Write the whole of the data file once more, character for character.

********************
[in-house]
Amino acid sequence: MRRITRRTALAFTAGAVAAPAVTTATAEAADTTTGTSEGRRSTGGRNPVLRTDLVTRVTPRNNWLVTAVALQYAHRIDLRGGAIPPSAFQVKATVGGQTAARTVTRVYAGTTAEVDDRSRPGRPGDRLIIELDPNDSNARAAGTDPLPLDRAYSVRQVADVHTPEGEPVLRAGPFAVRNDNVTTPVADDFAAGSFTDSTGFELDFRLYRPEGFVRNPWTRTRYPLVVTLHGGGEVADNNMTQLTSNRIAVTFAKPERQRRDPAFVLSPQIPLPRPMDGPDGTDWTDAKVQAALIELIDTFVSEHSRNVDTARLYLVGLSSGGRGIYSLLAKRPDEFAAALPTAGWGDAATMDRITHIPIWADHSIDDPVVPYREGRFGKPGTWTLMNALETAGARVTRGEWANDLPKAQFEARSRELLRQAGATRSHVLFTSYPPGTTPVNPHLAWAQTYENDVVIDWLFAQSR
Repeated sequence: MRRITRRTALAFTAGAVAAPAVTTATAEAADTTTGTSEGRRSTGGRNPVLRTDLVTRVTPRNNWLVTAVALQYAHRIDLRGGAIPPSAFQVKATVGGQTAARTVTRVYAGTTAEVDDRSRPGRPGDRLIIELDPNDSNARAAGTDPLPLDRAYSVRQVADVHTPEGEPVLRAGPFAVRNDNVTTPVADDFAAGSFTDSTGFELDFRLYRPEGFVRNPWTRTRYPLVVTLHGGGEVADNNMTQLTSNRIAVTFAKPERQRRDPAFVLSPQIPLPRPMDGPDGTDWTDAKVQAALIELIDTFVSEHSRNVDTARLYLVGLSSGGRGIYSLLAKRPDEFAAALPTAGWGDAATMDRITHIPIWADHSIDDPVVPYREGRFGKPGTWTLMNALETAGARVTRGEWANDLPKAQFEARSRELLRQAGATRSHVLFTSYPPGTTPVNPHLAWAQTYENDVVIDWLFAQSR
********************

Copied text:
[in-house]
Amino acid sequence: MRRITRRTALAFTAGAVAAPAVTTATAEAADTTTGTSEGRRSTGGRNPVLRTDLVTRVTPRNNWLVTAVALQYAHRIDLRGGAIPPSAFQVKATVGGQTAARTVTRVYAGTTAEVDDRSRPGRPGDRLIIELDPNDSNARAAGTDPLPLDRAYSVRQVADVHTPEGEPVLRAGPFAVRNDNVTTPVADDFAAGSFTDSTGFELDFRLYRPEGFVRNPWTRTRYPLVVTLHGGGEVADNNMTQLTSNRIAVTFAKPERQRRDPAFVLSPQIPLPRPMDGPDGTDWTDAKVQAALIELIDTFVSEHSRNVDTARLYLVGLSSGGRGIYSLLAKRPDEFAAALPTAGWGDAATMDRITHIPIWADHSIDDPVVPYREGRFGKPGTWTLMNALETAGARVTRGEWANDLPKAQFEARSRELLRQAGATRSHVLFTSYPPGTTPVNPHLAWAQTYENDVVIDWLFAQSR
Repeated sequence: MRRITRRTALAFTAGAVAAPAVTTATAEAADTTTGTSEGRRSTGGRNPVLRTDLVTRVTPRNNWLVTAVALQYAHRIDLRGGAIPPSAFQVKATVGGQTAARTVTRVYAGTTAEVDDRSRPGRPGDRLIIELDPNDSNARAAGTDPLPLDRAYSVRQVADVHTPEGEPVLRAGPFAVRNDNVTTPVADDFAAGSFTDSTGFELDFRLYRPEGFVRNPWTRTRYPLVVTLHGGGEVADNNMTQLTSNRIAVTFAKPERQRRDPAFVLSPQIPLPRPMDGPDGTDWTDAKVQAALIELIDTFVSEHSRNVDTARLYLVGLSSGGRGIYSLLAKRPDEFAAALPTAGWGDAATMDRITHIPIWADHSIDDPVVPYREGRFGKPGTWTLMNALETAGARVTRGEWANDLPKAQFEARSRELLRQAGATRSHVLFTSYPPGTTPVNPHLAWAQTYENDVVIDWLFAQSR